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State of the World 2005 - Notable Security Trends

State of the World 2005 - Notable Security Trends

State of the World 2005 - Press Release

Washington, D.C.—The global war on terror is diverting the world's attention from the central causes of instability, reports the Worldwatch Institute in its annual State of the World 2005. Acts of terror and the dangerous reactions they provoke are symptomatic of underlying sources of global insecurity, including the perilous interplay among poverty, infectious disease, environmental degradation, and rising competition over oil and other resources.

State of the World 2005 - Experts Guide

Worldwatch researchers explore emerging global issues, stemming from the Institute's four main research areas—people, nature, energy, and economy.

State of the World 2005 - Story Ideas

State of the World 2005: Redefining Global Security is an indispensible guide for anyone looking to keep abreast of the major issues affecting our world today. To assist reporters in identifying stories, Worldwatch has created a list of story ideas, linking the issues covered in State of the World 2005 with current news items.

World Watch Magazine - January/February, 2005

Washington, D.C.— Genetically modified organisms are contaminating natural crops around the world and triggering mounting economic costs as farmers lose markets and organic producers lose their certification, writes Claire Hope Cummings in “Trespass: Genetic Engineering as the Final Conquest.” Worse, consumers are eating GMOs whether they like it or not, and even GMOs not approved for human consumption have shown up in food products such as taco shells. Moreover, writes Cummings, patents awarded for the commercial use of genetic engineering technology are giving agrochemical companies ultimate control over the means and methods of food production.

Local Food: A Holiday Recipe That's Better for You, for Farmers, and for Homeland Security

Washington, D.C.—Parents, chefs, environmentalists, food business executives, and concerned consumers everywhere are demanding locally grown fare, according to a new book by the Worldwatch Institute. No longer a fad, local food will feature on more holiday tables this year than ever before, as Americans prepare meals of vegetables, fruit, meat, and other ingredients grown and raised on nearby farms, rather than from distant agribusinesses.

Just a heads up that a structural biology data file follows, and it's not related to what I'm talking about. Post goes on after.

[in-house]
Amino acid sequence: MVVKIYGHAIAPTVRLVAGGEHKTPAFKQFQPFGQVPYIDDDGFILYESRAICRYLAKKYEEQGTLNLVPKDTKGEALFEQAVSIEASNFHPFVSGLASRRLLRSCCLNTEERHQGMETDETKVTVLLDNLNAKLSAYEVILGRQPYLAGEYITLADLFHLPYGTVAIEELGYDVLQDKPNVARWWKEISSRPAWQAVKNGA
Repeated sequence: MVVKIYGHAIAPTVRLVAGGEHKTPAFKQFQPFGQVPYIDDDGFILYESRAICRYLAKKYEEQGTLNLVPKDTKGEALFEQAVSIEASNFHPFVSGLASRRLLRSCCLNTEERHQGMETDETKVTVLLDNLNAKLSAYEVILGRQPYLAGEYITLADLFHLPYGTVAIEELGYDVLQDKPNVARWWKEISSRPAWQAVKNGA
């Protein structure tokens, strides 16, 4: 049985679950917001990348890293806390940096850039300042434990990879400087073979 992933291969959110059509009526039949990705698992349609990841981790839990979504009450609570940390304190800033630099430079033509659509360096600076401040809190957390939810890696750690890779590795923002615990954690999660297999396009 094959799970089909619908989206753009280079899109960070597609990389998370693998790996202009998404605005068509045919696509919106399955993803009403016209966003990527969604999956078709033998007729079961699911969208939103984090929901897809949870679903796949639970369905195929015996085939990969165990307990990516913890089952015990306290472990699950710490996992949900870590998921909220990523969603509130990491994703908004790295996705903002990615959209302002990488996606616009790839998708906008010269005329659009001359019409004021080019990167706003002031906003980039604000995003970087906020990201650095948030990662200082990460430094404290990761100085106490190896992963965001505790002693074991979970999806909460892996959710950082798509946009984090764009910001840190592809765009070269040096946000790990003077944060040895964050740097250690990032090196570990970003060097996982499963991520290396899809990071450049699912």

Hearing on Asia's Environmental Challenges: Testimony of Christopher Flavin

Washington, D.C.—Worldwatch president Christopher Flavin provided testimony on environmental challenges in Asia at a U.S. House of Representatives Committee on International Relations hearing on September 22, 2004. Flavin was invited by Representative James Leach (R-IA), Chairman of the Subcommittee on Asia and the Pacific Economic Policy. Other witnesses were Ruth Greenspan Bell, Resident Scholar, Resources for the Future, Elizabeth Economy, Ph.D., Director of Asia Studies, Council on Foreign Relations, and Mingma Sherpa, Director of Asia Programs, World Wildlife Fund. A transcript of Flavin's testimony is below.

Population Briefing

September 5-13, 2004 marks the 10th anniversary of the United Nations' historical International Conference on Population and Development in Cairo, Egypt.

World Watch Magazine - September/ October 2004

Washington, D.C.―The world’s population of 6.4 billion continues to grow by more than 70 million people per year—nearly two million every five days—yet today’s population story is not only about rising numbers. According to the latest issue of World Watch magazine, it’s also a tale of too many restless young people in some parts of the world, a larger share of elderly in others, and the economic instabilities of a globalized world.

World Watch Magazine: July/August 2004

Washington, D.C.—Growing demand for meat has become a driving force behind virtually every major category of environmental damage now threatening the human future, write the editors of World Watch magazine in the July/August issue. Total meat consumption has increased five-fold in the past half century, putting extreme pressure on Earth’s limited resources, including water, land, feed, and fuel.
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